UPEI students continue work on small satellite

UPEI Students work on the multi-year miniature satellite initiative through the Canadian Space Agency that will used advanced imagery to study agriculture.

'We can't necessarily simulate it here on Earth so we have to make sure that we design it quite well'

A computer modelling system is used to show what the SpudNik-1 CubeSat could look like when completed, allowing the engineers to test concepts during the development. (Brittany Spencer/CBC)

A group of students at UPEI's faculty of sustainable design engineering have been hard at work preparing for their mission to launch the university's first satellite into space.

UPEI was chosen as one of 15 post-secondary schools across the country to participate in the Canadian Space Agency's CubeSat project.

Grant McSorley, project manager of the CubeSat project at UPEI, said the group of over 20 undergraduate and graduate students have been designing the satellite since September, and now, they're putting the final touches on their first set of prototypes.

UPEI's satellite, called SpudNik-1, will be used for what McSorley calls "precision agriculture" that will capture photos and monitor the state of farm fields across P.E.I.

"The idea is to take photos from space that researchers and farmers can use in order to decide where to apply fertilizer, where to apply water in a more efficient way than they're doing right now," McSorley said.

More than 20 undergraduate and graduate students have been designing the satellite since September 2018. (Brittany Spencer/CBC)

McSorley said students have spent months learning about the standards and regulations required to launch a satellite into space and their concepts were recently approved by the Canadian Space Agency.

"It's really a student-run project, so they make all of the design decisions. We give them feedback, the CSA provides feedback but it's completely run by the students," McSorley added.

'Definitely a first'

The students are divided into four groups, each focusing on a different area of design for the satellite.

Fourth-year engineering student Alex Montgomery is leading the group responsible for designing the structure of the satellite. He said this project is unlike anything he's had the chance to design before.   

"It's definitely a first, it's a little intimidating in that sense that something that we've been working on is going to be going into space," Montgomery said. "There's a lot of careful design decisions that we can't necessarily simulate it here on Earth, so we have to make sure that we design it quite well."

The challenge for the students is getting all of the advanced technology installed inside of a cube roughly the size of a toaster. (Brittany Spencer/CBC)

Montgomery said since the satellite will only be about the size of a loaf of bread, the teams have to work together to ensure the design will fit all the components it needs.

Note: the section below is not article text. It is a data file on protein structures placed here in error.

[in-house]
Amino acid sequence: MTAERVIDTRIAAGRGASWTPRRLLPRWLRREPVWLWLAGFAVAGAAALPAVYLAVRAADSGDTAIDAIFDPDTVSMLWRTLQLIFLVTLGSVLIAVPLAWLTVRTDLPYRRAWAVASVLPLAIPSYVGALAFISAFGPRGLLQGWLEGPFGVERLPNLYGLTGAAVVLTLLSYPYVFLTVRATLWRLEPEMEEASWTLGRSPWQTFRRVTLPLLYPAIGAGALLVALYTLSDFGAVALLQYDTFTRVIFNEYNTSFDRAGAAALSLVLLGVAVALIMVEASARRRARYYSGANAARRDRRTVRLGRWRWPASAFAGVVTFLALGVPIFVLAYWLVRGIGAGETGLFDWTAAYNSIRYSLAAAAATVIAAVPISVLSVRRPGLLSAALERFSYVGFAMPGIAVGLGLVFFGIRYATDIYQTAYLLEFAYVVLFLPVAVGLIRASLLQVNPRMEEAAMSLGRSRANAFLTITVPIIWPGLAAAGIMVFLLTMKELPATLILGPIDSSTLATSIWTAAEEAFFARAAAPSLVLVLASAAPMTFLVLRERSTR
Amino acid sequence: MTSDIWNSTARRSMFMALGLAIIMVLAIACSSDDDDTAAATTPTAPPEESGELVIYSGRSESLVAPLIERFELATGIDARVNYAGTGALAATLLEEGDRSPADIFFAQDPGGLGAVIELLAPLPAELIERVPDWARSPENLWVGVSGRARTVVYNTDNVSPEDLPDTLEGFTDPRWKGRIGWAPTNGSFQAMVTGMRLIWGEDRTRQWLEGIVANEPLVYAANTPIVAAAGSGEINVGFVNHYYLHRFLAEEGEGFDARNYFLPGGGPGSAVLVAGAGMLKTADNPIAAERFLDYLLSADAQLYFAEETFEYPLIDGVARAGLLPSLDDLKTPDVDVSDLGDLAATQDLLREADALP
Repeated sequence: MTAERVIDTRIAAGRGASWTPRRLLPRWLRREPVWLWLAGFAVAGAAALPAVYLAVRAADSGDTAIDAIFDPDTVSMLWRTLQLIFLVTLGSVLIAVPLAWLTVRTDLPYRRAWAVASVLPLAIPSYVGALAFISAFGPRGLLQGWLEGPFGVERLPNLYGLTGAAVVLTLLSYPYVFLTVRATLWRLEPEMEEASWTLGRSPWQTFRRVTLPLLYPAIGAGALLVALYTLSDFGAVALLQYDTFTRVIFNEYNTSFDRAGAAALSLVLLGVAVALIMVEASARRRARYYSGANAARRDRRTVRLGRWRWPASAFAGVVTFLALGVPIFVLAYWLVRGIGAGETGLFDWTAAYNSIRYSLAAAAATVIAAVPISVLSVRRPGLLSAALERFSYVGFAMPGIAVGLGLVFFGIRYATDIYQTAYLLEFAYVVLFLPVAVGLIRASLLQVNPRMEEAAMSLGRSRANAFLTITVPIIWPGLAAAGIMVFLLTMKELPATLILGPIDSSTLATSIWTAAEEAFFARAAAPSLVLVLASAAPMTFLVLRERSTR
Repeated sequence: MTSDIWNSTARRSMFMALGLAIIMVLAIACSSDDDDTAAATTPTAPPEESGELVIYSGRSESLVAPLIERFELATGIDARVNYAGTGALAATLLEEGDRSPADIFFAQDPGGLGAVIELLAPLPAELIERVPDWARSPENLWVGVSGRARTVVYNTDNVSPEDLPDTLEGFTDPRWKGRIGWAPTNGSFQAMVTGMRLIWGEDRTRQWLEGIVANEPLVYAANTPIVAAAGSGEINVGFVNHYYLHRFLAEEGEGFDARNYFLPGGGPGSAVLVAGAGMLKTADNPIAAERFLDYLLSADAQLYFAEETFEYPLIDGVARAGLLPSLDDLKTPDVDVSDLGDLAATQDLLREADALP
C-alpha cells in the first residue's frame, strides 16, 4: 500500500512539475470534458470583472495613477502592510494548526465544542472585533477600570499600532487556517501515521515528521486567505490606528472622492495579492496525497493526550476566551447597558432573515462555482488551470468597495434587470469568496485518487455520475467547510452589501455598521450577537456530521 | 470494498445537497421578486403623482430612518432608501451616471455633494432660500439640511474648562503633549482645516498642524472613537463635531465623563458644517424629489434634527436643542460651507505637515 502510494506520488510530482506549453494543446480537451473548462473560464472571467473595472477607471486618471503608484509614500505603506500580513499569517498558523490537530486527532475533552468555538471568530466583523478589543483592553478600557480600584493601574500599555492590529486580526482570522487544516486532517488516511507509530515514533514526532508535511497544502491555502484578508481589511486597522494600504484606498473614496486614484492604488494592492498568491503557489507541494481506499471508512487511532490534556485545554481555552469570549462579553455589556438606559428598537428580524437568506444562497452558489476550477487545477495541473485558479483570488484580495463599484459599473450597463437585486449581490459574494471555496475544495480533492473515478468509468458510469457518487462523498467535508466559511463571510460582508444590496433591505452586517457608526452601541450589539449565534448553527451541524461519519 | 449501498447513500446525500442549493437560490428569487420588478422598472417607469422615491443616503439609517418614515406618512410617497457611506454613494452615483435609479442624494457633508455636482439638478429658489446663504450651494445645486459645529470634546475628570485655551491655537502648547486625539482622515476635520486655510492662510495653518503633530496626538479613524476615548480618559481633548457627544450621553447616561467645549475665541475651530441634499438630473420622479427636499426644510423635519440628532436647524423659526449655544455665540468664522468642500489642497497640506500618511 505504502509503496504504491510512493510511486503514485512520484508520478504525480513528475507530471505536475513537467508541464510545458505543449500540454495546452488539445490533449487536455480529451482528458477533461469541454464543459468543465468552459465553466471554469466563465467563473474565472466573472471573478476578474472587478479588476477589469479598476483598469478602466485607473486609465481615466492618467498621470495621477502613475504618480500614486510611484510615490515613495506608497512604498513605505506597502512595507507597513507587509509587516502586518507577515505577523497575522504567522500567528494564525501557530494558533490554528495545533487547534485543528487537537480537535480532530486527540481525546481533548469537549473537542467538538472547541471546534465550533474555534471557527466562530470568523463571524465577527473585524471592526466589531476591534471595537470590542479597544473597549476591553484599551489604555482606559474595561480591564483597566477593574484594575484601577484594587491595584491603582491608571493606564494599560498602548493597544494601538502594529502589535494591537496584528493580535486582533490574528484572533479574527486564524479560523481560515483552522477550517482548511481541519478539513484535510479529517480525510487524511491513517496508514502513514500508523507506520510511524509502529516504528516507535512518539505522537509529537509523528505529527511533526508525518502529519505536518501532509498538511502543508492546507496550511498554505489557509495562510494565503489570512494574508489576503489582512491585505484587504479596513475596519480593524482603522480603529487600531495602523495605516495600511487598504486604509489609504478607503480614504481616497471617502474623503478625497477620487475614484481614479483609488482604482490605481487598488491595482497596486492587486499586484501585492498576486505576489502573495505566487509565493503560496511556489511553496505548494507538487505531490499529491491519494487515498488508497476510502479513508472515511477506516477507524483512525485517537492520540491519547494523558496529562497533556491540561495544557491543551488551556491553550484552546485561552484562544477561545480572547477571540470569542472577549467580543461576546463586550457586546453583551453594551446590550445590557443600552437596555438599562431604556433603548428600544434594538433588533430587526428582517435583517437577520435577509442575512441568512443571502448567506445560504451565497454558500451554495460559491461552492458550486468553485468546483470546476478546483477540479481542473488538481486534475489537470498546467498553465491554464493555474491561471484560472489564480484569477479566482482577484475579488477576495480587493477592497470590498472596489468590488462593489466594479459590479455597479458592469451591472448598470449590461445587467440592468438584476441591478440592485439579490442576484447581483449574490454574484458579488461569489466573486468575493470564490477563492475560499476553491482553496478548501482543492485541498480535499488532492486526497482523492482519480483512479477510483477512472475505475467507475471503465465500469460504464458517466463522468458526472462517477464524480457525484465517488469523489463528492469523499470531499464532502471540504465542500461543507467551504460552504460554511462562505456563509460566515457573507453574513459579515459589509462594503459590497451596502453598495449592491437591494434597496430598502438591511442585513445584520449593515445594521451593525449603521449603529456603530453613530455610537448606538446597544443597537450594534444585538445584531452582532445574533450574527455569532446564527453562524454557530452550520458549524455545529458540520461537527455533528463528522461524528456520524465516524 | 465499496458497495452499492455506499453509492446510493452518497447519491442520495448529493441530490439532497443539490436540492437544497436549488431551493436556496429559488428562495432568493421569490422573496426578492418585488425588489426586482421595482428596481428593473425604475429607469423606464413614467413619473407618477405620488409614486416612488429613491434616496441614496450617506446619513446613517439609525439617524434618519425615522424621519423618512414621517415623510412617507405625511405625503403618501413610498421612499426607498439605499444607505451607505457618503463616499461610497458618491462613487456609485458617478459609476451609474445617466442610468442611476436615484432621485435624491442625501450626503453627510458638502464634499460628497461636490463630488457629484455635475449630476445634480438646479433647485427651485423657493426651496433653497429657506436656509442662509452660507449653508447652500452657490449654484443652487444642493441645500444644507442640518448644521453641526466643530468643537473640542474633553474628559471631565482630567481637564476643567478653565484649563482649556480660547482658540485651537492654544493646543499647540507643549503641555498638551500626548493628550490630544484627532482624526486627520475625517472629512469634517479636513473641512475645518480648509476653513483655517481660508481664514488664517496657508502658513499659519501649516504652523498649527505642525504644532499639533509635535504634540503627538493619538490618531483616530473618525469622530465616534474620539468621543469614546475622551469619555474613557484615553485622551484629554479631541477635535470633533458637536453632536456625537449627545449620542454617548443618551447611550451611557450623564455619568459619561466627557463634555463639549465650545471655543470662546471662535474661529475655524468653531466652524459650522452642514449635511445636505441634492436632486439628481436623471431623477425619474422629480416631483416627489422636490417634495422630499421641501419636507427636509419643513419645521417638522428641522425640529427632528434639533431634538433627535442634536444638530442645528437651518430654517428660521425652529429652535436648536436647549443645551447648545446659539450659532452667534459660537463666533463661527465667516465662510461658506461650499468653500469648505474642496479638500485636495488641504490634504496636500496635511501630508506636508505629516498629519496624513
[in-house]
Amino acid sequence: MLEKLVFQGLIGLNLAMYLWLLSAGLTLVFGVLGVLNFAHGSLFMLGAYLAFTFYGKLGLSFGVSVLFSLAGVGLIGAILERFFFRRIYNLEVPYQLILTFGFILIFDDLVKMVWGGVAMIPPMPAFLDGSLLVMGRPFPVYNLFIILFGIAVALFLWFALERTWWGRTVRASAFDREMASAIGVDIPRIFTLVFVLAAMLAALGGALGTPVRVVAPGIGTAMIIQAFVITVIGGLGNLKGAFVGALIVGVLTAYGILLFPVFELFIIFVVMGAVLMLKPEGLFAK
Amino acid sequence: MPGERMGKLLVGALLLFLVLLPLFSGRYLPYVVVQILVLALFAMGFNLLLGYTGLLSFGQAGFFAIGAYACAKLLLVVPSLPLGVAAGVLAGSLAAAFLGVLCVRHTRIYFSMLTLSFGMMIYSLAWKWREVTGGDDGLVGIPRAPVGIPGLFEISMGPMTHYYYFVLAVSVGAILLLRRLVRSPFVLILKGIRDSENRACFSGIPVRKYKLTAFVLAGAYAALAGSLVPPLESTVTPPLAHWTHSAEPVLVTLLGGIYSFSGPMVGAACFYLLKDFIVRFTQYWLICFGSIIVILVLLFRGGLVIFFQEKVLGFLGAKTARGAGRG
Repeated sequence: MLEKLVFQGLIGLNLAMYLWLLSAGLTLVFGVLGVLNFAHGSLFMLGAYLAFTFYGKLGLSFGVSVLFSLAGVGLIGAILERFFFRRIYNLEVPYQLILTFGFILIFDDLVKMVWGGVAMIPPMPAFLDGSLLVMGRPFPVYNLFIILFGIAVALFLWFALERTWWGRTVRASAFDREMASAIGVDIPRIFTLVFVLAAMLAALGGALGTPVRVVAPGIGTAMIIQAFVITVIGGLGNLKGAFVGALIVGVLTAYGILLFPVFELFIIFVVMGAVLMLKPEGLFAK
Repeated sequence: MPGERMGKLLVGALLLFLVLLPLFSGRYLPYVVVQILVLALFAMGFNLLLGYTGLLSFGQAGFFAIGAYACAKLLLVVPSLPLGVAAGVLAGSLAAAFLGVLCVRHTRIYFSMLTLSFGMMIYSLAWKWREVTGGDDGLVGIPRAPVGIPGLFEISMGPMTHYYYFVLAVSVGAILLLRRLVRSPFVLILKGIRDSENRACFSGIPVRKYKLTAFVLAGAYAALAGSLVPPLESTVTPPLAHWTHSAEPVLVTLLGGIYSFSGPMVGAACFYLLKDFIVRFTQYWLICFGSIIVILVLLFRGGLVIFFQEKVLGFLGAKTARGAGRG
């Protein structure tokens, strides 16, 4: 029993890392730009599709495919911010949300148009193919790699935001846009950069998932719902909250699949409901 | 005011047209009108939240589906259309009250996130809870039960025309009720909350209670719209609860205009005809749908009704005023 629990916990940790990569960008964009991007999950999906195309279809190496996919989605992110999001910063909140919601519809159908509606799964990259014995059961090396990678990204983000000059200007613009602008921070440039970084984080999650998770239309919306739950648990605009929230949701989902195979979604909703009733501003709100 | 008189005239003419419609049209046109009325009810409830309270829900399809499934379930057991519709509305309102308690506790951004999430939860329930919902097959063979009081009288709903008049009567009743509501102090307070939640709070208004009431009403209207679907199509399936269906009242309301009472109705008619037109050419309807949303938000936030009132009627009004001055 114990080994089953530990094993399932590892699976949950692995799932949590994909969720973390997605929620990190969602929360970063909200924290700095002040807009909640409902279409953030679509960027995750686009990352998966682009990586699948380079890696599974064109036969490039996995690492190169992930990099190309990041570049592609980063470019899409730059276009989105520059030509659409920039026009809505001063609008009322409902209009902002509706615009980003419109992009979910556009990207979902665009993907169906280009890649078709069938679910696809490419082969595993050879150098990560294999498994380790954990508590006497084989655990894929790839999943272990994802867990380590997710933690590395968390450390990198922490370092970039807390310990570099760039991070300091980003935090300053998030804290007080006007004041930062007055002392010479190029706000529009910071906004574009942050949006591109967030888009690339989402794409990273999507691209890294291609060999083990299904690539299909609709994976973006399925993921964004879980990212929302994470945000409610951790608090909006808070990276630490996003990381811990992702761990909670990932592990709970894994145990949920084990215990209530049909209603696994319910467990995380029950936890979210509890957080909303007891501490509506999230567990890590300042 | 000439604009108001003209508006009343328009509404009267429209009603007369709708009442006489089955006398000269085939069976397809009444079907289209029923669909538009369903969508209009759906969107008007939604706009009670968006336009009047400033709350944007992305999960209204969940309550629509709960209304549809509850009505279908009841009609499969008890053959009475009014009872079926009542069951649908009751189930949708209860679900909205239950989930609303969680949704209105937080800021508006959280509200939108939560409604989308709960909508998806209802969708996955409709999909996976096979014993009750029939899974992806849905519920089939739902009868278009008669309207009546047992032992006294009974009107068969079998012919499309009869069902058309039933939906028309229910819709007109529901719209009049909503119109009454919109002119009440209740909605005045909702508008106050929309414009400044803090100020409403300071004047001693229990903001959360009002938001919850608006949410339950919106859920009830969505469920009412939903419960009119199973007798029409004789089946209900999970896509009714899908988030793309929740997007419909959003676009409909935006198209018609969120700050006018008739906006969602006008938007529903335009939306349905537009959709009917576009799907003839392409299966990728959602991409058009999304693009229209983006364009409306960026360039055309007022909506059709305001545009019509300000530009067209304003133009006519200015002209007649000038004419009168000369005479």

The satellite will house its own power source and solar panels, a powerful telescopic camera that will snap pictures of the Island and the technology to send those pictures back to Earth. And all of it is being designed and built by the students themselves.

"It's really taught us how to properly manage our time with people," said third-year engineering student Nicholas Wilkie. "We're constantly updating separate sub-teams about what's going on, what's happening and making sure that everyone's on the same page.

"That constant kind of management technique is something we've learned with the project."

Teamwork, future goals

The experience is also helping to equip students with the professional skills that will open doors to the space and aerospace industries, said Nicholas Krouglicof, dean of the school of sustainable design engineering.

"They're going to have a really good idea of what's involved in developing space systems ... all of the students have been following the kind of educational material that's being put out by the space agency. So they'll be really equipped to work in that sector when they graduate."

After the students get the CubeSat prototypes built, they will be have to go through extensive testing before it can head into space. (Brittany Spencer/CBC)

The project will also lead to further research opportunities for future students at UPEI. Once the satellite is in space the information it sends back to Earth will be studied and analyzed by students to help build a better understanding of sustainable farming on the Island, he added.

For third-year engineering student, David Theuerkauf, the lasting impact this project could have for farmers and students has made the experience all the more rewarding.

"I'm very thankful for really just the ability to work on such a cool project that's actually going to have an impact on Island farmers."

More P.E.I. News

About the Author

Brittany Spencer is a multi-platform journalist with CBC P.E.I. Email:


To encourage thoughtful and respectful conversations, first and last names will appear with each submission to CBC/Radio-Canada's online communities (except in children and youth-oriented communities). Pseudonyms will no longer be permitted.

By submitting a comment, you accept that CBC has the right to reproduce and publish that comment in whole or in part, in any manner CBC chooses. Please note that CBC does not endorse the opinions expressed in comments. Comments on this story are moderated according to our Submission Guidelines. Comments are welcome while open. We reserve the right to close comments at any time.